Authors use satire because they believe something is wrong in society and it needs to be corrected. We need to figure out what the author wants corrected in society as this will help us figure out the linking statement for our paragraph.

KEY POINT: In 1984, Orwell satirises Big Brother because he was appalled by the oppressive aspects of totalitarian regimes present in Spain, Italy, Nazi Germany and Stalinist Russia, raising concerns for Britain’s political future.

 

image illustrating that change needs to occur, however no one can see the problem at hand

Step 3: Other literary techniques used

We have now figured out the object of satire, the reason why the author chose to illustrate it hence now we have to now move onto what other literary techniques has the author used. Why does this matter?

It is important to be able to pinpoint the other literary techniques used by the author because it will help you enhance your analysis and will allow you to show links between literary devices- a key thing needed for getting a Band 6 in English!

The different techniques that are commonly used in satire are:

Through the use of these techniques, authors can an extra layer of meaning to their satirical representation.

KEY POINT: Let’s look at Orwell again and what devices he uses in conjunction with satire. Orwell hyperbolises the Ministry of Truth, portraying it as a propaganda machine; inflating half-truths to delude the masses.

 

Step 4: Type of satire

After we have done the first three steps, we can now deduce if it is Horatian (satire that is gentle and is used for humorous effect) or Juvenalian (Satire that is harsh and is used to create pathos and engender emotions like fear or anger) satire. The question that I ask myself whenever I get to this step is:

  • Is this making me feel overwhelmed, or am I able to have a wry laugh?

It is really important to ask yourself this question because it acts as a clear indicator of the type of satire used by the author.

Pinpointing this will help develop the explanation to your TEEL paragraph as both types of satire have different purposes.

KEY POINT: If we think about Big Brother in Orwell, we can see that Orwell utilises Juvenalian satire because he wants to instigate fear in the audience. Orwell wants his audience to catalyse change and reject totalitarian control. This is a fear he held for England if a political change didn’t occur.

 

Step 5: Purpose

The final step is to think about what the author is trying to achieve from the satire- how are they trying to improve humanity? What do they wish will occur?

Identifying the purpose will allow you to go that one extra step ahead of your peers and provide a concise and detailed analysis. This is key if you want that Band 6!

KEY POINT: Orwell’s purpose for using satire is to allow his text to act as a didactic warning towards the use of propaganda and abuse of surveillance by totalitarian states creating an atmosphere of mistrust.

 

Illustrates the satirist bringing light to an issue that needs change, so that humanity can be improved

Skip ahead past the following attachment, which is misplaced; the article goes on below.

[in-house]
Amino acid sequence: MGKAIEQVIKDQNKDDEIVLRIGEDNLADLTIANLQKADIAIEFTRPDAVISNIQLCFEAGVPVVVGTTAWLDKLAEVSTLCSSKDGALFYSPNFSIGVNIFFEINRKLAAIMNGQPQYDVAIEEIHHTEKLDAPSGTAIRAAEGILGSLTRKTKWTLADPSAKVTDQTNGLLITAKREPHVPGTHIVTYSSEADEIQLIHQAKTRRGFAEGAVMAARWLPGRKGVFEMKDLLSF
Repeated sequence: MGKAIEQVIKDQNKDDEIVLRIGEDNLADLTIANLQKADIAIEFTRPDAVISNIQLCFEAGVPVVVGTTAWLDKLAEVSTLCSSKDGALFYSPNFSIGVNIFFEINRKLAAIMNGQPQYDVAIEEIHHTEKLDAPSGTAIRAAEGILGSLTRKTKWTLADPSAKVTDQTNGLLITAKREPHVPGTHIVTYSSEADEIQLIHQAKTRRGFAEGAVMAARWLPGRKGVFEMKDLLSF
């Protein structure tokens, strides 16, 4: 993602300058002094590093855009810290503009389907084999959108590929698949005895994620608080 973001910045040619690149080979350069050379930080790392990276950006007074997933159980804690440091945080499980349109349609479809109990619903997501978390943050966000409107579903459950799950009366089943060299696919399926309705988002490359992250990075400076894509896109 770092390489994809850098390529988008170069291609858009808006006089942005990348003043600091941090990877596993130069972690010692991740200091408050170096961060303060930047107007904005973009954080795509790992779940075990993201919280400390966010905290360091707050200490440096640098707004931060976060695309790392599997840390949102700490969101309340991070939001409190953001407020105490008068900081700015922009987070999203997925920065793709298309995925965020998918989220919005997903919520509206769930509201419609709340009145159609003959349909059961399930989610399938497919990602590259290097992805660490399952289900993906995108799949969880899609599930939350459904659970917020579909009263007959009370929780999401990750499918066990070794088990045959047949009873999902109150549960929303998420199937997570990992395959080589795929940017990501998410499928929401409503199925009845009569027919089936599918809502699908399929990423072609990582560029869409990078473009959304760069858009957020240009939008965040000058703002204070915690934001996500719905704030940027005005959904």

Step 6: Put it all together

Now we’ve looked at how to analyse the satire in Nineteen Eighty-Four, we can now put all the key points together to form a strong paragraph.

A strong paragraph will have the following TEEL structure:

  • Technique: Technique used in the example
  • Example: The example
  • Effect: Your explanation of the effect of this technique and how it develops meaning
  • Link: An explanation of how this example supports your argument.

Let us have a look at what that paragraph will look like:

Throughout his text, Orwell utilises satire in “Big Brother is Watching You” to illustrate the loss of freedom, paralleling Stalin’s Russia where the government restricted choice. This hyperbole is repeated throughout the novel so that Orwell’s text acts as a didactic warning about the abuse of surveillance by totalitarian states, creating an atmosphere of mistrust. Orwell further satirises Second World War propaganda through the Ministry of Truth, a fictional version of propaganda agencies like Britain’s Ministry of Information. Orwell portrays the Ministry of Truth as a propaganda machine that exercises “power” by figuratively “tearing human minds to pieces and putting them together again in new shapes” as it inflates half-truths to delude the masses. Thus, In Nineteen Eighty-Four, Orwell satirises the rise of totalitarianism regimes in Spain, Italy, Nazi Germany and Stalinist Russia using Big Brother in conjunction with the Ministry of Truth to raise concerns for Britain’s political future.

 

Written by Avreet Kaur

Avreet is currently studying International Studies/ Media (Communications and Journalism) at UNSW. She aspires to work in Policy or Foreign affairs in the future. She has read over 300 books!

 

© Matrix Education and www.matrix.edu.au, 2018. Unauthorised use and/or duplication of this material without express and written permission from this site’s author and/or owner is strictly prohibited. Excerpts and links may be used, provided that full and clear credit is given to Matrix Education and www.matrix.edu.au with appropriate and specific direction to the original content.

Get free study tips and resources delivered to your inbox.

Join 75,893 students who already have a head start.

Our website uses cookies to provide you with a better browsing experience. If you continue to use this site, you consent to our use of cookies. Read our cookies statement.

OK, I understand